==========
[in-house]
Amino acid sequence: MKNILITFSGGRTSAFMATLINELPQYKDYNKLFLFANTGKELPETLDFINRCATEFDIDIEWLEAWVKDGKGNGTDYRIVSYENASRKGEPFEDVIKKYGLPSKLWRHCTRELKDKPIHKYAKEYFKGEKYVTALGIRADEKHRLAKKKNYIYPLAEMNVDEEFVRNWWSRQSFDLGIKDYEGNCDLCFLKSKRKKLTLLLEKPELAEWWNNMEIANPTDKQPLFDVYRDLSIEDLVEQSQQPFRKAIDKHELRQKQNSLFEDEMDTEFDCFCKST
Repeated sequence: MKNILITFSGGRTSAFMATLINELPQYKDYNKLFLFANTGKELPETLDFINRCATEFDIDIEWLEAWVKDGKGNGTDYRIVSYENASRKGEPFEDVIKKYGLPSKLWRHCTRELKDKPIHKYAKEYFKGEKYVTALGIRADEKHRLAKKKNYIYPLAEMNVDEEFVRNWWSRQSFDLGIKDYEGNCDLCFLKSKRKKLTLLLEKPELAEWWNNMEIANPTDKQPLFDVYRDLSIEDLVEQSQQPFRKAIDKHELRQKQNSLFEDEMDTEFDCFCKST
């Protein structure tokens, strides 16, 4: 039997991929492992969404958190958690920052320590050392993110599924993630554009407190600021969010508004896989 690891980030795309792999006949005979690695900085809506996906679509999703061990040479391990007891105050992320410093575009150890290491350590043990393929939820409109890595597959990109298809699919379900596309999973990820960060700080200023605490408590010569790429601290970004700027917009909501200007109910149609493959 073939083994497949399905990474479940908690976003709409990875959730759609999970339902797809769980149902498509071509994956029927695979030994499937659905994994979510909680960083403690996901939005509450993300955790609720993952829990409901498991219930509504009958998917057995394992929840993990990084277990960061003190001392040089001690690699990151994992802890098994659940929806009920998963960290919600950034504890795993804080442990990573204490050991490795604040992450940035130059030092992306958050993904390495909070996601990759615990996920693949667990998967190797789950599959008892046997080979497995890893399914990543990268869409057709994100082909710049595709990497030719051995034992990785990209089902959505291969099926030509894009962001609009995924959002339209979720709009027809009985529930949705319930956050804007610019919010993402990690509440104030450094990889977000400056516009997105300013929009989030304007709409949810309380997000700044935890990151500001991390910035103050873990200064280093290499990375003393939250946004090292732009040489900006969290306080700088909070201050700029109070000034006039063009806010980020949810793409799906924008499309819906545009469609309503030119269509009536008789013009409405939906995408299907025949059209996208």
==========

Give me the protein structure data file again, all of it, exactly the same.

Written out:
[in-house]
Amino acid sequence: MKNILITFSGGRTSAFMATLINELPQYKDYNKLFLFANTGKELPETLDFINRCATEFDIDIEWLEAWVKDGKGNGTDYRIVSYENASRKGEPFEDVIKKYGLPSKLWRHCTRELKDKPIHKYAKEYFKGEKYVTALGIRADEKHRLAKKKNYIYPLAEMNVDEEFVRNWWSRQSFDLGIKDYEGNCDLCFLKSKRKKLTLLLEKPELAEWWNNMEIANPTDKQPLFDVYRDLSIEDLVEQSQQPFRKAIDKHELRQKQNSLFEDEMDTEFDCFCKST
Repeated sequence: MKNILITFSGGRTSAFMATLINELPQYKDYNKLFLFANTGKELPETLDFINRCATEFDIDIEWLEAWVKDGKGNGTDYRIVSYENASRKGEPFEDVIKKYGLPSKLWRHCTRELKDKPIHKYAKEYFKGEKYVTALGIRADEKHRLAKKKNYIYPLAEMNVDEEFVRNWWSRQSFDLGIKDYEGNCDLCFLKSKRKKLTLLLEKPELAEWWNNMEIANPTDKQPLFDVYRDLSIEDLVEQSQQPFRKAIDKHELRQKQNSLFEDEMDTEFDCFCKST
């Protein structure tokens, strides 16, 4: 039997991929492992969404958190958690920052320590050392993110599924993630554009407190600021969010508004896989 690891980030795309792999006949005979690695900085809506996906679509999703061990040479391990007891105050992320410093575009150890290491350590043990393929939820409109890595597959990109298809699919379900596309999973990820960060700080200023605490408590010569790429601290970004700027917009909501200007109910149609493959 073939083994497949399905990474479940908690976003709409990875959730759609999970339902797809769980149902498509071509994956029927695979030994499937659905994994979510909680960083403690996901939005509450993300955790609720993952829990409901498991219930509504009958998917057995394992929840993990990084277990960061003190001392040089001690690699990151994992802890098994659940929806009920998963960290919600950034504890795993804080442990990573204490050991490795604040992450940035130059030092992306958050993904390495909070996601990759615990996920693949667990998967190797789950599959008892046997080979497995890893399914990543990268869409057709994100082909710049595709990497030719051995034992990785990209089902959505291969099926030509894009962001609009995924959002339209979720709009027809009985529930949705319930956050804007610019919010993402990690509440104030450094990889977000400056516009997105300013929009989030304007709409949810309380997000700044935890990151500001991390910035103050873990200064280093290499990375003393939250946004090292732009040489900006969290306080700088909070201050700029109070000034006039063009806010980020949810793409799906924008499309819906545009469609309503030119269509009536008789013009409405939906995408299907025949059209996208």